Skip to content. | Skip to navigation

Personal tools
You are here: Home Breaking news Fintech action plan to boost innovation in financial services

Fintech action plan to boost innovation in financial services

Fintech action plan to boost innovation in financial services

Dombrovskis - Katainen - Photo © European Union 2018 Photo Thierry Monasse

(BRUSSELS) - Europe should become a global hub for FinTech innovation, the Commission said Thursday as it unveiled a plan to harness opportunities offered by technology-enabled innovation in financial services.

The first major deliverable of the plan to help EU businesses and investors make the most of the advantages offered by the Single Market in a fast-moving sector is a new set of new rules to help the growth of crowdfunding platforms.

The plan looks to enable the financial sector to make use of the rapid advances in new technologies, such as blockchain, artificial intelligence and cloud services.

At the same time, it seeks to make markets safer and easier to access for new players - with benefits for consumers, investors, banks and new market players.

In addition, the Commission is proposing a pan-European label for platforms, so that a platform licensed in one country can operate across the EU.

"An EU crowdfunding licence would help crowdfunding platforms scale up in Europe," said the EC's vice-president for financial services Valdis Dombrovskis: "It will help them match investors and companies from all over the EU, giving more opportunities for firms and entrepreneurs to pitch their ideas to a wider base of funders."

"Technologies like blockchain can be game changers for financial services and beyond," said Mariya Gabriel, Commissioner for the Digital Economy and Society: "We need to build an enabling framework to let innovation flourish, while managing risks and protecting consumers."

FinTech Action Plan:

The financial sector is the largest user of digital technologies and a major driver in the digital transformation of the economy. Today's Action Plan sets out 23 steps to enable innovative business models to scale up, support the uptake of new technologies, increase cybersecurity and the integrity of the financial system, including:

  • The Commission will host an EU FinTech Laboratory where European and national authorities will engage with tech providers in a neutral, non-commercial space;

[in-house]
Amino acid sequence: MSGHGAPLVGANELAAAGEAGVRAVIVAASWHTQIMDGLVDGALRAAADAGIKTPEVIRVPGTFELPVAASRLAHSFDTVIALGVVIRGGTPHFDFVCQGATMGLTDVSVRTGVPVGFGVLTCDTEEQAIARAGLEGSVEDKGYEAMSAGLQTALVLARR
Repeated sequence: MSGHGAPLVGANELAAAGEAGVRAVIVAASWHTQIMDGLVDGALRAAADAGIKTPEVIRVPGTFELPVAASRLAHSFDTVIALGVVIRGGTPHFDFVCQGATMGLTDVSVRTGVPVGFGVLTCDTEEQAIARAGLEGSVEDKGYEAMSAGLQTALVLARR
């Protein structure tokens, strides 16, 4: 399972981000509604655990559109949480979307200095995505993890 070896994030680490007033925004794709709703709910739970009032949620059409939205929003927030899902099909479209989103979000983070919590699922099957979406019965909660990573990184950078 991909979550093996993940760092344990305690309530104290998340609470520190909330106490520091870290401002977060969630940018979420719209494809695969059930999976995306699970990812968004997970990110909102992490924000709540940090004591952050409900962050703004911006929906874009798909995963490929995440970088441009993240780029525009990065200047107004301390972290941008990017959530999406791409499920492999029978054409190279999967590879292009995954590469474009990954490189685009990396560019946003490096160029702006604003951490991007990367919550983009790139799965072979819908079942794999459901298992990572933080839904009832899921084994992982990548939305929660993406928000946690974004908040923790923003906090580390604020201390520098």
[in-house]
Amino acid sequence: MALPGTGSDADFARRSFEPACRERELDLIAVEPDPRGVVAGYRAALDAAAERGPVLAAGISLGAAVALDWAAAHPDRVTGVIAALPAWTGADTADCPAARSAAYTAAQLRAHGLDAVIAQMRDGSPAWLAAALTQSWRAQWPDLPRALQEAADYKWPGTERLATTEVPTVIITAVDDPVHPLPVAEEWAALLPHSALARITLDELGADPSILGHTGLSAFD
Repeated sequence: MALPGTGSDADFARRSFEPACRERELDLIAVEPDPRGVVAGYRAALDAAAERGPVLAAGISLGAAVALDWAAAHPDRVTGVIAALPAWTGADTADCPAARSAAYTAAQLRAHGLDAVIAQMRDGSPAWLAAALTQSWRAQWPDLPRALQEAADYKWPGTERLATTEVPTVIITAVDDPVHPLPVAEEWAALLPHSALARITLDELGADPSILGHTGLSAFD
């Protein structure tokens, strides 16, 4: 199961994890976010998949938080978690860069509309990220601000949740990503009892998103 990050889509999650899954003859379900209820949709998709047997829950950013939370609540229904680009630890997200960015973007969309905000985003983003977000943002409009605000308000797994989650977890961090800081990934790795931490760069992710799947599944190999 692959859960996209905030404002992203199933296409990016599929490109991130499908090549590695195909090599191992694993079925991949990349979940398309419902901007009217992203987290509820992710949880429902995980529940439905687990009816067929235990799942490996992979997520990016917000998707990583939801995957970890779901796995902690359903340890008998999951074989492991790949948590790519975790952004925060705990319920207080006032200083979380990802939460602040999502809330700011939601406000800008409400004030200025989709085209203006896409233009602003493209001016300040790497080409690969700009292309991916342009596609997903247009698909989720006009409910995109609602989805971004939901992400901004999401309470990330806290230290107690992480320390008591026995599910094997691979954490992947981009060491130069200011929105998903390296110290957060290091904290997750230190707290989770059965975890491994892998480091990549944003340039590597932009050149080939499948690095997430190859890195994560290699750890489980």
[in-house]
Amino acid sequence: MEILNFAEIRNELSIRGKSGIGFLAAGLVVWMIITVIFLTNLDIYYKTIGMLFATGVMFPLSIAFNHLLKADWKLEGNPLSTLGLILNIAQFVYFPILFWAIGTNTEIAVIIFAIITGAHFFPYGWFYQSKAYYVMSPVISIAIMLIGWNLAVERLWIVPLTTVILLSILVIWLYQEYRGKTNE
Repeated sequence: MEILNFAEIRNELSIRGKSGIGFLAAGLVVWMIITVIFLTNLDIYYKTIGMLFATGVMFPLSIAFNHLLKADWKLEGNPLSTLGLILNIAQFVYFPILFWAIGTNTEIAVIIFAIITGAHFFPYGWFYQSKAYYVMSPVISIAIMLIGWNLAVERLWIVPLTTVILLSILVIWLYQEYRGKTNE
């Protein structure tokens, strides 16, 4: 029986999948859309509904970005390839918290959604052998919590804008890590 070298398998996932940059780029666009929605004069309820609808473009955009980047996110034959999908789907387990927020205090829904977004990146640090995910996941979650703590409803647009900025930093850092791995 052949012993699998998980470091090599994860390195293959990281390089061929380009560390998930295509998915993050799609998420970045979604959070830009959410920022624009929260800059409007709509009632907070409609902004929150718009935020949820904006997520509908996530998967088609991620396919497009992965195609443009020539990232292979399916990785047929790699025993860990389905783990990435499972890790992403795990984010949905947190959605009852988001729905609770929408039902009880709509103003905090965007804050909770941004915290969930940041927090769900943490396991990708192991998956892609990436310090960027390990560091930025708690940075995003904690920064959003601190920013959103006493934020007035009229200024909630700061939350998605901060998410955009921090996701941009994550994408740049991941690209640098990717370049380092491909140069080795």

• The Commission has already created an EU Blockchain Observatory and Forum. It will report on the challenges and opportunities of crypto assets later in 2018 and is working on a comprehensive strategy on distributed ledger technology and blockchain addressing all sectors of the economy. A distributed ledger is an information database that is shared across a network. The best-known type of distributed ledger is blockchain.
  • The Commission will consult on how best to promote the digitisation of information published by listed companies in Europe, including by using innovative technologies to interconnect national databases. This will give investors far easier access to key information to inform their investment decisions.
  • The Commission will run workshops to improve information-sharing when it comes to cybersecurity;
  • The Commission will present a blueprint with best practices on regulatory sandboxes, based on guidance from European Supervisory Authorities. A regulatory sandbox is a framework set up by regulators that allows FinTech startups and other innovators to conduct live experiments in a controlled environment, under a regulator's supervision. Regulatory sandboxes are gaining popularity, mostly in developed financial markets.

Regulation on Crowdfunding:

Crowdfunding improves access to funding especially for start-ups and other small businesses. A start-up can present its project on an online platform and call for support in the form of a loan ('peer-to-peer lending') or equity. Investors receive a financial return for their investment. It is currently difficult for many platforms to expand into other EU countries. This is why crowdfunding in the EU is underdeveloped as compared to other major world economies, and the EU market is fragmented. One of the biggest hurdles is the lack of common rules across the EU. This considerably raises compliance and operational costs and prevents crowdfunding platforms from expanding across borders.

Today's proposal will make it easier for these platforms to offer their services EU-wide and improve access to this innovative form of finance for businesses in need of funding. Once adopted by the European Parliament and the Council, the proposed Regulation will allow platforms to apply for an EU label based on a single set of rules. This will enable them to offer their services across the EU. Investors on crowdfunding platforms will be protected by clear rules on information disclosures, rules on governance and risk management and a coherent approach to supervision.

Financial Technology (FinTech) Action Plan 
background guide
European Crowdfunding Services for Business Regulation
background guide

Document Actions